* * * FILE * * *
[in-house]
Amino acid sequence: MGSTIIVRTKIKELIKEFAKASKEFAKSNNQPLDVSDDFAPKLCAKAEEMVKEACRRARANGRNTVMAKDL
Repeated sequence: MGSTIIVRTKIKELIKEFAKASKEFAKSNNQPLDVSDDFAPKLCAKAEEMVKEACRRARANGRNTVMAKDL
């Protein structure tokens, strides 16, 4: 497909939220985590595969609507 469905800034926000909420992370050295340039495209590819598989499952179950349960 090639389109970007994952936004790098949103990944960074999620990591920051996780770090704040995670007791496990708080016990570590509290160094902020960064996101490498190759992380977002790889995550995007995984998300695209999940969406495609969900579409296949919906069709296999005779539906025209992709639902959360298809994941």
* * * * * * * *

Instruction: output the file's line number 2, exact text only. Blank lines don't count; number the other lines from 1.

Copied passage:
Amino acid sequence: MGSTIIVRTKIKELIKEFAKASKEFAKSNNQPLDVSDDFAPKLCAKAEEMVKEACRRARANGRNTVMAKDL